And then there’s the rest of the seven, because Brynner and McQueen weren’t enough, right? Right?!? First, there’s Charles Bronson as Bernardo O’Reilly, a half-Mexican, half-Irish gunman who has quite the reputation for cleaning up nasty jobs and his price is high…usually. He bonds with three boys from the village who “got him,” promising to watch over him and care for his grave should he die in battle. Then, there’s James Coburn as Britt, the laconic, knife-throwing specialist who has few equals with knife or gun. Coburn says about 30 words the entire movie and steals every scene he’s in. Robert Vaughn plays Lee, a hired gun who’s lost his edge, convinced he is facing his death. Then there’s Brad Dexter, who plays Harry Luck, a friendly gunslinger convinced there’s more to the job than Chris is saying. Finally, there’s German actor, Horst Buchholz as Chico, the young, unproven kid looking to make a name for himself with his more established cohorts.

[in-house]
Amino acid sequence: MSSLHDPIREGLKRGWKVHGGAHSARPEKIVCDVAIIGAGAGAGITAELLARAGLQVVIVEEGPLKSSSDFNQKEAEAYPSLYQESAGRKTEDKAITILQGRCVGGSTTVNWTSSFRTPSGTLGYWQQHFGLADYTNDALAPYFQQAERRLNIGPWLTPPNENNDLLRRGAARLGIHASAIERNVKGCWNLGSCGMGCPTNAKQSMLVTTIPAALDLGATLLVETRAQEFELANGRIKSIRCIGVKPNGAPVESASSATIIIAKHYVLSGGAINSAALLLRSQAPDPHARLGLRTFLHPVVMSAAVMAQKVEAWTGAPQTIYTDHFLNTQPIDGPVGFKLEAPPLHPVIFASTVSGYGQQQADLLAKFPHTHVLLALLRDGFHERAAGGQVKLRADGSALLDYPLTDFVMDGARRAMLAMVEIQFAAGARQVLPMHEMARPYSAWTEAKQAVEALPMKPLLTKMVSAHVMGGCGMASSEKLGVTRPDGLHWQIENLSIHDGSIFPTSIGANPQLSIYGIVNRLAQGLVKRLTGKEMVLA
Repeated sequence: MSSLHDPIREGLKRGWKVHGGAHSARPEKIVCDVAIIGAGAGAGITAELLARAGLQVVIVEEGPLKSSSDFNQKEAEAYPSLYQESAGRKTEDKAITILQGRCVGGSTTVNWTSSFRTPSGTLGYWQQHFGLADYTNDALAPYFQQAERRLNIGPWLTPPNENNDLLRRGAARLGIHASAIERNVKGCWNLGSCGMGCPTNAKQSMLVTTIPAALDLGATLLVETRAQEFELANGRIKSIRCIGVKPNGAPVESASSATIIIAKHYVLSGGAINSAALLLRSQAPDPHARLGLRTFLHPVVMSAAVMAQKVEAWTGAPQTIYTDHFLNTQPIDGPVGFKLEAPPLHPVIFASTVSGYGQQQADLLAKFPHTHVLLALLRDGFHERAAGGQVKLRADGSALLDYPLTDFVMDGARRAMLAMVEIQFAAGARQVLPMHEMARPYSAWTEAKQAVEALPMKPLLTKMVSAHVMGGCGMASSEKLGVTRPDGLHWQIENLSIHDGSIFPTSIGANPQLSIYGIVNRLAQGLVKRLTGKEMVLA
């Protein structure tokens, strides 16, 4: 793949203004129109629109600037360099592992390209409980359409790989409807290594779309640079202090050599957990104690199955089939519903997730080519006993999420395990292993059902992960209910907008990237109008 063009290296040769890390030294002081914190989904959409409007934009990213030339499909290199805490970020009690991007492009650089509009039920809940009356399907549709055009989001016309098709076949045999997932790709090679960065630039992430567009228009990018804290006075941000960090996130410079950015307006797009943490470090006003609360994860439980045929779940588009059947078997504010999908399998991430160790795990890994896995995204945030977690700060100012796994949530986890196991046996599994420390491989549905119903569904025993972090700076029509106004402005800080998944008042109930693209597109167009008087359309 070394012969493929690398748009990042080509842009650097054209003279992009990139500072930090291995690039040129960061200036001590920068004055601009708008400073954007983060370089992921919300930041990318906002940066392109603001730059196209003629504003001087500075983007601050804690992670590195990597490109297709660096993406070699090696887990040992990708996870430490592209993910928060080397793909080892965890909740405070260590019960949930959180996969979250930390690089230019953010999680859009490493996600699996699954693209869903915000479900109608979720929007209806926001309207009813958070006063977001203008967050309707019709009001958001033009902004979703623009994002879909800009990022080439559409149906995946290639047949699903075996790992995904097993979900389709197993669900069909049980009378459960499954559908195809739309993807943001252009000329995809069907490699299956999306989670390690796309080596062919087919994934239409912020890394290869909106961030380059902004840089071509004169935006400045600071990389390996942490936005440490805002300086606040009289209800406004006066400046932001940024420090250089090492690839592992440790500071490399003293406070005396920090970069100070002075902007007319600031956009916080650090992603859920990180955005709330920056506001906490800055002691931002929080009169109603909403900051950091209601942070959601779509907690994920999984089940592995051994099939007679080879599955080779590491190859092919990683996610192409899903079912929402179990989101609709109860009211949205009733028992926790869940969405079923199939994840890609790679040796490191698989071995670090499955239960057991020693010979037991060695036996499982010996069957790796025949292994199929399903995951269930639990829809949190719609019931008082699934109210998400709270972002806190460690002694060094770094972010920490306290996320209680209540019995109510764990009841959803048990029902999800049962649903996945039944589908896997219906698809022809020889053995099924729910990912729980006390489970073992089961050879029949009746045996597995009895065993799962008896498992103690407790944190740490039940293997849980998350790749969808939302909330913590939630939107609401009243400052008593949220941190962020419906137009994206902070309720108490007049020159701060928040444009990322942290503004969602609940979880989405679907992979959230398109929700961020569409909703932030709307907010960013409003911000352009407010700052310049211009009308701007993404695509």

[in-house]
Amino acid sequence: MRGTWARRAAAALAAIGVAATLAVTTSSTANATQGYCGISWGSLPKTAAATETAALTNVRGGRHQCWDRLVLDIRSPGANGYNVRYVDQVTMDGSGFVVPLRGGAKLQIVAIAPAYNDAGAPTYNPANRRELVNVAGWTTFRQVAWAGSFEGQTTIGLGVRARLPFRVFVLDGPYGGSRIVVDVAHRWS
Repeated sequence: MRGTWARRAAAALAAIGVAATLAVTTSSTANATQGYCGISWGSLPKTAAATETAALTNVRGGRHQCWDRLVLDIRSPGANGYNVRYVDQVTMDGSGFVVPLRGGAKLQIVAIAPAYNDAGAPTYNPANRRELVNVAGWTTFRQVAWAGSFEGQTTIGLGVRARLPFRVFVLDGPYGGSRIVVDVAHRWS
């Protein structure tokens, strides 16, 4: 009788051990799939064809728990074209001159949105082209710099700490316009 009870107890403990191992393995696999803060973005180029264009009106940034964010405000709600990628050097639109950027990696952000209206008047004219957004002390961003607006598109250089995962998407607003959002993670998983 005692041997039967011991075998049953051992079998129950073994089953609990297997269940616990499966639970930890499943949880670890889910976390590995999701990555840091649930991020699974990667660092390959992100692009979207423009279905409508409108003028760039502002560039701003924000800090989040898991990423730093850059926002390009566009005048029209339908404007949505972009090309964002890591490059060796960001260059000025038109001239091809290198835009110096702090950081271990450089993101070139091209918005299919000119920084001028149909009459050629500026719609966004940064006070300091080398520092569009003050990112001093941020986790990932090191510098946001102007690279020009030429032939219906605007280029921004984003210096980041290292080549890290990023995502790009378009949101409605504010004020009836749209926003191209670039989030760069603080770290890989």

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As if that star power wasn’t enough to carry a movie, the characterization of these gunslingers really make the movie here. That’s something I’ve picked up on repeated viewings as I got older. The portrayal of these hired guns is honest, not looking to glamorize these men. They’re tied down by nothing, drift along from job to job, all the while risking their lives knowing that any job could be their last. What do they have? Their guns, their horse and maybe most importantly, their word.

“Seven” boasts one of my all-time favorite scenes, in westerns and films in general. Given a chance to run from a battle against seemingly insurmountable odds, they opt to stay. Coburn’s Britt famously says “No one throws me my own guns and says run….Nobody.” When offered the chance to run, Vaughn’s Lee is told “Go ahead, Lee, you don’t owe anything to anybody.” His answer? “Except to myself.” That’s the essence and spirit of the movie. Men in a nasty situation doing what’s right because it’s what they should do. Profoundly simple, yet it always sticks with me – these men living by their code and what they believe in.